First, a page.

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Jan 17

To Joseph Pearce and his blogpost asking whether Trump will be a nationalist or an imperialist. The article describes in binary terms nationalism on one hand and imperialism/internationalism/globalism on the other hand. This appeared in the Imaginative Conservative blog.

The use of terms 'nationalism' and 'imperialism' is understandable but inadequate. For while one dictionary definition of nationalism allows a nation to pursue imperialism while the other definition merely advocates for self-rule. Likewise, internationalism or globalism is not the same as imperialism. Internationalism or globalism can refer to collaborative efforts between nations in some sphere whereas  imperialism involves controlling or conquering rather than collaboration. In addition, we need to recognize that in both nationalism and globalism, we can have either democratic rule or elite-centered rule.

Thus, we need to be clear about the terms we are using. Each nation should respect the right of the people from all other nations to exercise self-rule. But such does not eliminate internationalism. Because some of what a nation does can impact other nations, there is an international accountability. In addition, certain moral values must not be violated in how a nation treats subsets of its population or there must be international accountability.

But something else must be said about either self-rule and collaborative efforts. They can be based on democratic principles where all people are involved in the decision making processes or they can be elite-centered. For example, the US is now considered by some to be an oligarchy (see  http://www.bbc.com/news/blogs-echochambers-27074746  ). Thus, regardless of the national interests Trump pursues, because we are a nation that suffers from elite-centered rule, his pursuits will not result in self-rule.

An example of elite-centered rule from an internationalist perspective could be seen in Obama's efforts to fast-track the TPP. His efforts simply removed democratic principles from the decision making process. In addition, the result of the TPP would be to give foreign investors power and control over each member nation in that corporations could sue governments over laws that were democratically passed if such laws cost the corporations profits while these same corporations were not accountable to the governments. But when talking about internationalism, are we going classify the ICC or the UN with their internationalism in the same category as trade agreements such as the TPP or the EU?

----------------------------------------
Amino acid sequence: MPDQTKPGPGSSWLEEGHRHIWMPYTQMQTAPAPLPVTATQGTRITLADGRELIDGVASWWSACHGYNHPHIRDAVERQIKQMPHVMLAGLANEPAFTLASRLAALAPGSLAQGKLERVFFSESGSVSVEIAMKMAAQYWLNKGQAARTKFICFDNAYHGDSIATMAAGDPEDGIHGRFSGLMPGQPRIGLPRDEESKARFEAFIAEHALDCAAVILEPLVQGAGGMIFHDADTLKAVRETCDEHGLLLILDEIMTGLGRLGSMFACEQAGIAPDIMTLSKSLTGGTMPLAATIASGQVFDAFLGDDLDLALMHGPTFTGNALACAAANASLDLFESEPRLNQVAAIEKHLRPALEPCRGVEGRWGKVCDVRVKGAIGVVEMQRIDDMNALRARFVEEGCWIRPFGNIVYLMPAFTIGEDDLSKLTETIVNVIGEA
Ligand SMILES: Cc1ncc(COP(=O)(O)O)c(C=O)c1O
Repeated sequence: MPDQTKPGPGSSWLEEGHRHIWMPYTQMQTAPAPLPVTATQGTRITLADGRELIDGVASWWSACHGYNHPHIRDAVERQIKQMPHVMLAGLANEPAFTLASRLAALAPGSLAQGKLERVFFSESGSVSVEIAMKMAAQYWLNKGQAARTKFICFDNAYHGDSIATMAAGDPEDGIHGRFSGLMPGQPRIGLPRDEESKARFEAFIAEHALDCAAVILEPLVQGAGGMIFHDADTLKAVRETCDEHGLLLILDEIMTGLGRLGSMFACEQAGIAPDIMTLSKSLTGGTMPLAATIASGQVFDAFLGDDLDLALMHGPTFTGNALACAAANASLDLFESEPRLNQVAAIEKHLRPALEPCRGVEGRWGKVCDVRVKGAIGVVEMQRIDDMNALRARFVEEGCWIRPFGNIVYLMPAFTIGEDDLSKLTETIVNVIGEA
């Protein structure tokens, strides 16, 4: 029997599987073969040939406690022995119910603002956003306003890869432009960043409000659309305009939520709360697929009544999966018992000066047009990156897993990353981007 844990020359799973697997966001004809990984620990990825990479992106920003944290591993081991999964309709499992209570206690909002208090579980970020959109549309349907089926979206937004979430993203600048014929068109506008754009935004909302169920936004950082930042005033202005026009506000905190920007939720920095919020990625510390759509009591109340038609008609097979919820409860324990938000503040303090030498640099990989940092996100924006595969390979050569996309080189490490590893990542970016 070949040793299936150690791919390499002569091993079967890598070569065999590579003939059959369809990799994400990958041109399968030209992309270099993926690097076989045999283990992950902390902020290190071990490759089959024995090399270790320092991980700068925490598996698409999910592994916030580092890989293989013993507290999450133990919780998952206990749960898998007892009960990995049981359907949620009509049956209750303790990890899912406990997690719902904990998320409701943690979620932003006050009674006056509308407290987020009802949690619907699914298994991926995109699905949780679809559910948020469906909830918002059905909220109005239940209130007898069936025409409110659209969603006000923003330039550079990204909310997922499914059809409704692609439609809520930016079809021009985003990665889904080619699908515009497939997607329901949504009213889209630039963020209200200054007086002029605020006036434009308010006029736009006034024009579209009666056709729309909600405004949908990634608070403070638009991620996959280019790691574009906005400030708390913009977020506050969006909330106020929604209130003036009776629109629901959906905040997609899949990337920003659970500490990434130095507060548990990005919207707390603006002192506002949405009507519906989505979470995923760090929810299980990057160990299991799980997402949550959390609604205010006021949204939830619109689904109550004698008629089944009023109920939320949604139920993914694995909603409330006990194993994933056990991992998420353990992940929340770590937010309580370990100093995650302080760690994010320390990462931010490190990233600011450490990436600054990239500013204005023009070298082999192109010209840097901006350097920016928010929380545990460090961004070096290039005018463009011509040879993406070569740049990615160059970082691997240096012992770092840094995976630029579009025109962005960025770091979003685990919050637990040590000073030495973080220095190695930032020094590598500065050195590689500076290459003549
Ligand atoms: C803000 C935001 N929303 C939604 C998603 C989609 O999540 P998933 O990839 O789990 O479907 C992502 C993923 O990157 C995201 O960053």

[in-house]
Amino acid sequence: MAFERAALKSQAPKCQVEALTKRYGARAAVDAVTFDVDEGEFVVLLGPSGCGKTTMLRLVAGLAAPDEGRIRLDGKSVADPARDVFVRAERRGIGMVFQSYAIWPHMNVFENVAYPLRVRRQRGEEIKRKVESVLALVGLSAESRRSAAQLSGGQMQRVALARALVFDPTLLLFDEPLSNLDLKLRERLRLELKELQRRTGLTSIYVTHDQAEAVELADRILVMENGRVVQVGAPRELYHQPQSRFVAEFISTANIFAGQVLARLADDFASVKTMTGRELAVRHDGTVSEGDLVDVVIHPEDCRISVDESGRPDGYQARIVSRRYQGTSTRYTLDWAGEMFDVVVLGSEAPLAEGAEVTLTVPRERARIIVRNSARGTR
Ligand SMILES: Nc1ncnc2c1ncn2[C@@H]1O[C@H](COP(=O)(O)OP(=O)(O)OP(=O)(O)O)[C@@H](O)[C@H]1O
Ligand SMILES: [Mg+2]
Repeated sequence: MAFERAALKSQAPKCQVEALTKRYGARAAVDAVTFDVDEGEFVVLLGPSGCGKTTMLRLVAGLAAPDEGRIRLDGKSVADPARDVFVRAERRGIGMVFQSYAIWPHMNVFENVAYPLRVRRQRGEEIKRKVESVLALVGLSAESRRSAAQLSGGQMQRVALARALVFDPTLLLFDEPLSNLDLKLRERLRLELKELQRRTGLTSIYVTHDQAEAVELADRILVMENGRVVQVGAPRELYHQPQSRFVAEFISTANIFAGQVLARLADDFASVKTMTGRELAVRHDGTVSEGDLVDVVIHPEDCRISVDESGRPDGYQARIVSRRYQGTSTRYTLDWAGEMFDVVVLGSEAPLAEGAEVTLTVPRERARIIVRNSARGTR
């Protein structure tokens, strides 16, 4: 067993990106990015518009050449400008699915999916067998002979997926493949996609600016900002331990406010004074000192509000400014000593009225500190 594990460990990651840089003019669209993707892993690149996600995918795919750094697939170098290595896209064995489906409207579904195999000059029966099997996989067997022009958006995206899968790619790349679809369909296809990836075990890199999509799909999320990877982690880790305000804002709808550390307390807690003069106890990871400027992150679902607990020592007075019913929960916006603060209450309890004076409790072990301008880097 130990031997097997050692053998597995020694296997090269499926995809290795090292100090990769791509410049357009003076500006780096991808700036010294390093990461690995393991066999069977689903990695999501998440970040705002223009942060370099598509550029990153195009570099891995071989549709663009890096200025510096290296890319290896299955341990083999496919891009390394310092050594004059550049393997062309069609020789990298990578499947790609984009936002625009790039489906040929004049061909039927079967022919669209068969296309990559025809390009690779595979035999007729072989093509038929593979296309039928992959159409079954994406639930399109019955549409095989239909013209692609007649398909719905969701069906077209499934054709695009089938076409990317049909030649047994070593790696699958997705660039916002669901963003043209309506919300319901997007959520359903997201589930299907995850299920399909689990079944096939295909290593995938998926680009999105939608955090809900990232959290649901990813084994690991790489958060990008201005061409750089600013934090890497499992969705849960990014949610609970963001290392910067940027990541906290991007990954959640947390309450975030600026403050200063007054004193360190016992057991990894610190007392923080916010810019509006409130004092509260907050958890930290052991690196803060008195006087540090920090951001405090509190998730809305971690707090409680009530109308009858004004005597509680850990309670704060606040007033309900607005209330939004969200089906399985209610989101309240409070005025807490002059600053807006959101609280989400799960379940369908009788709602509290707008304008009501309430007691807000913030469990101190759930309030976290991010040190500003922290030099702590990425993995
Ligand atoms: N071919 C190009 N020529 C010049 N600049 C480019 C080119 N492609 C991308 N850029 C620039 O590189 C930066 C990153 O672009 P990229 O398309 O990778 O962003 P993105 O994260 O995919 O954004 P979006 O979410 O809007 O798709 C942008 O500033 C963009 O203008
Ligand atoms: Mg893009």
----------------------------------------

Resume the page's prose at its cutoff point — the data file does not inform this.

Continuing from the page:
The problem we have in describing the world around us is that we tend to use binary thinking. During the Cold War, we had the Free World vs Communism. However, there were many things practiced by some in the Free World that resembled the pejorative stereotype we assigned to Communism. And there were democratic efforts made by Socialists that were not duly recognized and thus distinguished from Lenin-Stalin Communism by the Free World. So we should see that this model of nationalism vs imperialism where the former neglects to distinguish between democratic rule and elite-centered rule while the latter fails to distinguish imperialism from internationalism and the different types of globalism is flawed.

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To Art Carden and his blogpost about Adam Smith’s Invisible Hand. In that article, Carden describes the conflict as being the invisible hand o the market vs fist of the state. This appeared in the Imaginative Conservative blog.

There are two problems with this article. First, the binary understanding of the conflict that exists regarding markets. That conflict being the invisible hand of the market vs the fist of the state. The second problem is tendency for some to misunderstand what Smith said.